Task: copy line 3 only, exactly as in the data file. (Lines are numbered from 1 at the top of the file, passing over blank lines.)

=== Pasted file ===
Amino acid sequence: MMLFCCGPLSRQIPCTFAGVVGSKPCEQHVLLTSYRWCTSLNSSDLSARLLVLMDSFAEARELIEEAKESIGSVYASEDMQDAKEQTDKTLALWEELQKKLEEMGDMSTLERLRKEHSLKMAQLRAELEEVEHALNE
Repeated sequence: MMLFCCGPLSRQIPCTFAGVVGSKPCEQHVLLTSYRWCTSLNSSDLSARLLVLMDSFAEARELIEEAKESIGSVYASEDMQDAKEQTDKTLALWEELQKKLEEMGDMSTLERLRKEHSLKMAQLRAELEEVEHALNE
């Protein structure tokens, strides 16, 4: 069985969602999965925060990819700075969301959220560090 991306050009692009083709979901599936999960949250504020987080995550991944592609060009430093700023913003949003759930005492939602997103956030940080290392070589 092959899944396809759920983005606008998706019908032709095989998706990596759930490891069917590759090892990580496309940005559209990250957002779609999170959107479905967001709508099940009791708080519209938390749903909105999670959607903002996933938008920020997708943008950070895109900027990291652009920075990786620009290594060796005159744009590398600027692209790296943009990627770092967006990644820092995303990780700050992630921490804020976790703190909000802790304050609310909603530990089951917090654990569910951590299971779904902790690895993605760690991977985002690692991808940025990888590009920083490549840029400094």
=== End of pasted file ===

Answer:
């Protein structure tokens, strides 16, 4: 069985969602999965925060990819700075969301959220560090 991306050009692009083709979901599936999960949250504020987080995550991944592609060009430093700023913003949003759930005492939602997103956030940080290392070589 092959899944396809759920983005606008998706019908032709095989998706990596759930490891069917590759090892990580496309940005559209990250957002779609999170959107479905967001709508099940009791708080519209938390749903909105999670959607903002996933938008920020997708943008950070895109900027990291652009920075990786620009290594060796005159744009590398600027692209790296943009990627770092967006990644820092995303990780700050992630921490804020976790703190909000802790304050609310909603530990089951917090654990569910951590299971779904902790690895993605760690991977985002690692991808940025990888590009920083490549840029400094």